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Mindrevolutions CD Cover
Image © InsideOut Music 2005

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Aleena Interview and Photos

(29 May 2004) The third in the recent series of new albums from Kaipa is entitled Mindrevolutions (InsideOut Music (USA) IOMCD 208, 2005). The release celebrates the 30th anniversary of the very first Kaipa album released in 1975.

With roots deep in the Swedish folk tradition, including centuries old Swedish choral music, Mindrevolutions is a journey through a landscape coloured by a myriad of influences and says their label, "the final result is certainly timeless." Kaipa is as appealing to the aesthetic of today's progressive music scene as it was 30 years ago.

On Mindrevolutions vocals by Patrik Lundstrom and Aleena (feature) prove that dream can mesh with reality in a musical that spans ten new songs. The the title track is a 26-minute-long multi-part musical adventure. In addition to the two vocalists, the two original Kaipa members Hans Lundin (keyboards) and Roine Stolt (guitars) are accompanied by Morgan Agren (drums) and Jonas Reingold (bass). With dramatic instrumentals combined with plenty of vocal content, this album is one of the more dynamic incarnations in Kaipa's history.

Kaipa enthusiasts will find the album vocally intense, much moreso than either of the previous two albums: Keyholder and Notes From The Past. And the online commentary from fans about the change, especially the vocals, has been dramatic. Patrik's and Aleena's interwoven vocal parts have drawn from a West End- or Broadway-style musical theatre influence and some have found the vocal work completely overwhelming. While both vocalists have expressive solo parts, their evocative duets contribute to the overall texture of the album.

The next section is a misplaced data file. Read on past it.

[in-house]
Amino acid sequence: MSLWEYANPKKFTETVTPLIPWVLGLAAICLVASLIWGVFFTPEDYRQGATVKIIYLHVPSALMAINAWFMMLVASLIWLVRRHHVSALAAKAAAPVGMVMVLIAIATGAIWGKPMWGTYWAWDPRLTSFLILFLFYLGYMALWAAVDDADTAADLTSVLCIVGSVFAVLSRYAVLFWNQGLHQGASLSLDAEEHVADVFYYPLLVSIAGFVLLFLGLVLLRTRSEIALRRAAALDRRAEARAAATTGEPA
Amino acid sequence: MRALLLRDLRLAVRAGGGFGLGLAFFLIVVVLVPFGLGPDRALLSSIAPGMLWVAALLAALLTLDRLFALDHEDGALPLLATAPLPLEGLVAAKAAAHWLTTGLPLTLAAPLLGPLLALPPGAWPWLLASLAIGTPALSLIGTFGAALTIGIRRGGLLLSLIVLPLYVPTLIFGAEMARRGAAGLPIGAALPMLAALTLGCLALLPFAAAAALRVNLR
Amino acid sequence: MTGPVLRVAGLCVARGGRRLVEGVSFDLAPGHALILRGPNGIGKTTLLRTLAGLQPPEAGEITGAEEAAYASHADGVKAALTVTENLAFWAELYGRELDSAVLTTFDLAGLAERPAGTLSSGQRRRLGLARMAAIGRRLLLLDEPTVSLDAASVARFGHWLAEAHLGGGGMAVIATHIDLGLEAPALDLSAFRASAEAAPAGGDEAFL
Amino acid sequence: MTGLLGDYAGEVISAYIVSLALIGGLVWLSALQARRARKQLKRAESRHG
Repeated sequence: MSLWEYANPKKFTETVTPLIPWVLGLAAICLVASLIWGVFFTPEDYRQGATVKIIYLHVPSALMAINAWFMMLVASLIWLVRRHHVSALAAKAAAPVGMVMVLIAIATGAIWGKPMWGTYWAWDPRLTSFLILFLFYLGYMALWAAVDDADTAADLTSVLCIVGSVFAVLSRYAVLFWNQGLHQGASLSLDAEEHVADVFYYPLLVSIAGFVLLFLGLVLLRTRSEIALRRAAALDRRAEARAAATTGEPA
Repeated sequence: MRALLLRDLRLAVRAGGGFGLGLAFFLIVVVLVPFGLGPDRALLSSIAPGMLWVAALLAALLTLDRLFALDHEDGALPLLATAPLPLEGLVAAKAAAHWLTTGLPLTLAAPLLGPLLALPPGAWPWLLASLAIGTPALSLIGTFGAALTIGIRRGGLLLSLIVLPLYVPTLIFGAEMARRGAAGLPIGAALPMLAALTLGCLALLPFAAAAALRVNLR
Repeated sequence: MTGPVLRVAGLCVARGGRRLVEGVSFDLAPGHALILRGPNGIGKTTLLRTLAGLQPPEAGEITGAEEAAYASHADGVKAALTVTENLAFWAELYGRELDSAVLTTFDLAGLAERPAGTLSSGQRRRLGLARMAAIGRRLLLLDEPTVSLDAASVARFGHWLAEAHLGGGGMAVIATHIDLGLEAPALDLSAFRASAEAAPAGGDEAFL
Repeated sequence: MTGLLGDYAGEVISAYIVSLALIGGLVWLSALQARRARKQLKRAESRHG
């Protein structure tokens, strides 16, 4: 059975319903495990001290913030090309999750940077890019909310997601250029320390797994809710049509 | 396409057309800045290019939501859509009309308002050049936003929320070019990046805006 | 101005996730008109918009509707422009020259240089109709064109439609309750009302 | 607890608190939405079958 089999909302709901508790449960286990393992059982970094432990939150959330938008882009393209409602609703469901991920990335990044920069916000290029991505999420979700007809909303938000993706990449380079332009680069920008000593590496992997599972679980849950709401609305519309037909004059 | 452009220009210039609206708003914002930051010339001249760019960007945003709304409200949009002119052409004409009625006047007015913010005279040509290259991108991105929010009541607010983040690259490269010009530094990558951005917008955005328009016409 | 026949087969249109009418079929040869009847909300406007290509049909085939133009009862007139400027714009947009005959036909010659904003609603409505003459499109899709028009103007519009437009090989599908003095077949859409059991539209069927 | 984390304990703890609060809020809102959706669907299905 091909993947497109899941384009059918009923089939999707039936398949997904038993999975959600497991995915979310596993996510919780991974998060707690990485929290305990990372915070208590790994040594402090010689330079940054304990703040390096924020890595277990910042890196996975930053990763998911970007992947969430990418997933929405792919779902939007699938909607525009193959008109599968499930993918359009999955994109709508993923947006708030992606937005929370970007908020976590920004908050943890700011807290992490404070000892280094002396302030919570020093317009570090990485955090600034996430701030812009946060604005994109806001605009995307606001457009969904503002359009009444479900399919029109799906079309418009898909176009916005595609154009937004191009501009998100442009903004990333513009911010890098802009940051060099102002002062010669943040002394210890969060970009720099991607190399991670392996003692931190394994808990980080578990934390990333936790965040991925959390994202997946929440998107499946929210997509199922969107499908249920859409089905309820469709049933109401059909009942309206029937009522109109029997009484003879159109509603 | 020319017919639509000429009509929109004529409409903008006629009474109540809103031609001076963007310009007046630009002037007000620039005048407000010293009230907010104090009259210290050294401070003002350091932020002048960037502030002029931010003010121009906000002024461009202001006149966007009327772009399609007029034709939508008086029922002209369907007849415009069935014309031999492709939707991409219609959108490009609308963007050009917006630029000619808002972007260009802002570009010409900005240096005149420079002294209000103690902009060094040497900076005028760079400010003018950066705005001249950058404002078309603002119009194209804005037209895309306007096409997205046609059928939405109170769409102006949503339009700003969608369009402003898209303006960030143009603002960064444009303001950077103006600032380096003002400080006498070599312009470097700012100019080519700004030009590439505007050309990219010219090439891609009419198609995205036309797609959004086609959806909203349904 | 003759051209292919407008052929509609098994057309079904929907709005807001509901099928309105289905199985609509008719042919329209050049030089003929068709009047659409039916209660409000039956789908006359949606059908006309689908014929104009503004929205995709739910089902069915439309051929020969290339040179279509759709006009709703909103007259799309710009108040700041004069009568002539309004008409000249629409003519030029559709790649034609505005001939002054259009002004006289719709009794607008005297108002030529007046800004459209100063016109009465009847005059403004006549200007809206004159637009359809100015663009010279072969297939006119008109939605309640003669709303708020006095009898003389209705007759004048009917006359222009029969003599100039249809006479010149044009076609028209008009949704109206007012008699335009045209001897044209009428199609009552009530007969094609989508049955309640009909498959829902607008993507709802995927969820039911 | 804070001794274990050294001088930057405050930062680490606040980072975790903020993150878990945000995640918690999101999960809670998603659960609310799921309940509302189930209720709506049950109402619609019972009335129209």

The album is strong instrumentally with arrangements giving way to fine progressive musings. Vocals set aside, both guitar and keyboard solos are notable throughout and the powerful rhythm section is neither overwhelming nor understated. The material gives way to some lovely melodies amongst the superb progressive production. The album is clearly best listened when played from beginning to end uninterrupted.

Aleena's vocal parts are significantly larger than on the two former albums with her solos demonstrating her vocal dexterity and strength above the progressive instrumental stylings. Those that enthuse over her vocals willl be most impressed with the albums. Aleena's voice works well with Patrik's throughout and we did not find ourselves searching to pull her parts out of the mix. Kaipa clearly are going from strength to strength. Watch for a reissue of their much earlier work later this year.

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